Ruto cash grant pic 2
The poster advises the public to apply by filling out an online form capturing personal details such as name, email, phone number and location.

A website promoting a cash grant of Ksh20,000 by President-elect William Ruto is fake. The cash grant is being promoted on this web link which emerged after Ruto was declared the winner of the 9th August Presidential elections.

The web link has a poster claiming to offer Ksh20,000 to Kenyans for electing him as president. It says this grant is part of Ruto’s plan to make Kenya become self-reliant.

“President William Ruto on Friday. August 15th offered a matching grant of 20,000 to individuals to appreciate all citizens for electing him as the new president,” the poster says. “My idea for the matching grant is to make our country self-reliant.”

The poster goes ahead to advise the public to apply by filling out an online form capturing personal details such as name, email, phone number and location.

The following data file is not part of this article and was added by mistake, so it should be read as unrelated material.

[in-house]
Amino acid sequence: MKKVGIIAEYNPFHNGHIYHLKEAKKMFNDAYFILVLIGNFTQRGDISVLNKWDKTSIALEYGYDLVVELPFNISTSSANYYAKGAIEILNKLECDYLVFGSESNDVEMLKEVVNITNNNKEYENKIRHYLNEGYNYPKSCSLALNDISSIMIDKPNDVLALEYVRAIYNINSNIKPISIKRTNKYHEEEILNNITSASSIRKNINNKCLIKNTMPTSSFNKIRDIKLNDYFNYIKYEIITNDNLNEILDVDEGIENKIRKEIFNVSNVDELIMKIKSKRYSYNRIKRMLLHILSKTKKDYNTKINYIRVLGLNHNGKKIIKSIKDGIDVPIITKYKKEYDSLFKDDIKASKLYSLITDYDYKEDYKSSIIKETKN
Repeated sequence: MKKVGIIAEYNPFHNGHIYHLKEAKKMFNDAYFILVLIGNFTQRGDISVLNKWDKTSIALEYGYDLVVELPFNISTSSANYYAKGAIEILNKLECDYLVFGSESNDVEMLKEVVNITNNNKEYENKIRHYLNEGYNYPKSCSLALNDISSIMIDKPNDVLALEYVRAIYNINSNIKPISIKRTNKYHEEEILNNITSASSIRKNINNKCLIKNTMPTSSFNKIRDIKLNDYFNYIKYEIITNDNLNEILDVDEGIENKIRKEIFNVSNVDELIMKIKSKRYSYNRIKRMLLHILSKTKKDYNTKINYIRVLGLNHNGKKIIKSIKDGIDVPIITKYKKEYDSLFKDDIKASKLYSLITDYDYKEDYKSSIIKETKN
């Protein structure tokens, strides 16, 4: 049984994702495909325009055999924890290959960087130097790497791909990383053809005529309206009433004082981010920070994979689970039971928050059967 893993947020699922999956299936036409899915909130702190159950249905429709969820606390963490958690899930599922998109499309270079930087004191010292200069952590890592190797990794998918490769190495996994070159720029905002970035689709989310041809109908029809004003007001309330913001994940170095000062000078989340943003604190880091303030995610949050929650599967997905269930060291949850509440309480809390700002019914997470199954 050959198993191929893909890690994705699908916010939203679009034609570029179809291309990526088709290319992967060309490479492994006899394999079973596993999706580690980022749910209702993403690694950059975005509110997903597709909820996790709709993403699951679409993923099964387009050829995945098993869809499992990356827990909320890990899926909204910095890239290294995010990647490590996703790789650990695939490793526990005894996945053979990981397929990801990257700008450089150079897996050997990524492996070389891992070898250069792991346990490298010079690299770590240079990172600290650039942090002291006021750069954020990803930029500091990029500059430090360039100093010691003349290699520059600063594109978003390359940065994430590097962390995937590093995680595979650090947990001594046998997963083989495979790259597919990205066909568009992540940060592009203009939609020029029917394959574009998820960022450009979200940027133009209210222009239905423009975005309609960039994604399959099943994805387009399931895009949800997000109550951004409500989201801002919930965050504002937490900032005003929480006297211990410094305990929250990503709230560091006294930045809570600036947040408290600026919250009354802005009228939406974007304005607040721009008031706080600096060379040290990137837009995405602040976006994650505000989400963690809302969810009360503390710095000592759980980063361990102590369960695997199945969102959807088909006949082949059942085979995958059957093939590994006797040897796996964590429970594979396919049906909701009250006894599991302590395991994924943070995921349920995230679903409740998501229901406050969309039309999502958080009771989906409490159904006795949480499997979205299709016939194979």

A fact-check on the web link and poster revealed that the cash grant is a hoax. We searched for the domain of the website, rutogrants.newfundings.online, on the WhoIs domain repository and found that it was registered on September 23, 2021, in Iceland. WhoIs does not reveal the identity of the person or company that owns it.

The official website for the United Democratic Alliance (UDA), Ruto’s party, is uda.ke. The UDA website does not have any communication relating to the grant, and neither does the party’s social media account or Ruto’s Twitter page.

Meanwhile, BT reached out to Ruto’s communication director Hussein Mohammed, who dismissed the grant announcement as fake. “Treat it as fake,” he said on phone. “The President-elect or UDA has not issued such communication.”

Also, a closer look at the announcement shows it contains grammatical errors and disjointed sentences, raising suspicion about its authenticity. This points to a scheme by the web link operator(s) to collect personal data and contacts from unsuspecting members of the public.

This fact-check was produced by BUSINESS TODAY with support from Code for Africa’s PesaCheck, African Fact Checking Alliance network and the United Nations Development Programme.

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